It does require a small investment of time to personalize the workspace, home, and car, but the payoff will be well worth it. Undue strain will be placed on the structures of the spine unless the office chair, desk, keyboard, and computer screen, etc. are correctly positioned.
It’s much easier and less time consuming to correct everyday ergonomics and minimize back or neck pain than to add doctor visits and corrective therapies for debilitating pain conditions.
Avoid Overprotecting Posture
Remember that it is important to maintain an overall relaxed posture. Avoid restricting movements by clenching muscles or adopting an unnatural, stiff posture. For individuals who already have some back or neck pain, it’s a natural tendency to limit movements to avoid provoking increased pain.
However, unless there is a fracture or other serious problem, the structures in the spine are designed for movement and any limitation in motion over a long period of time creates more pain and a downward cycle of less motion and more pain.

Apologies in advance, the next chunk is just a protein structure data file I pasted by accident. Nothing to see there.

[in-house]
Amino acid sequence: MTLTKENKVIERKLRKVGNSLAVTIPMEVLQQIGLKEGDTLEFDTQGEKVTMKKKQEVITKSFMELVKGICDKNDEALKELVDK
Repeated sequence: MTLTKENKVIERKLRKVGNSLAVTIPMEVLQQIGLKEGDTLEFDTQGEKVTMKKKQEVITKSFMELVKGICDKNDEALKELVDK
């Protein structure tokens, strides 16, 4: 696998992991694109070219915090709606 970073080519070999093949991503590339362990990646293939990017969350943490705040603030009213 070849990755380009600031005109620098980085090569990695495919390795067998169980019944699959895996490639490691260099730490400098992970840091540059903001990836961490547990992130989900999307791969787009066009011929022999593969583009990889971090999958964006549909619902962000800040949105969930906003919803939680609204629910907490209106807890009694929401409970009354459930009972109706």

The above changes are relatively easy to make and will pay off in terms of a healthier spine and less pain and stiffness over time.
Sourced through Scoop.it from: www.elpasochiropractorblog.com
Aches and pains have become a part of our daily lives that we’ve learned to live with them (if not accept them). The problem is that all these small aches and pains, such as lower back and neck issues, are derived from posture mistakes. For Answers to any questions you may have please call Dr. Jimenez at 915-850-0900
The information herein on "Corrective Posture Tips & Ergonomics" is not intended to replace a one-on-one relationship with a qualified healthcare professional or licensed physician and is not medical advice. We encourage you to make your own health care decisions based on your research and partnership with a qualified health care professional.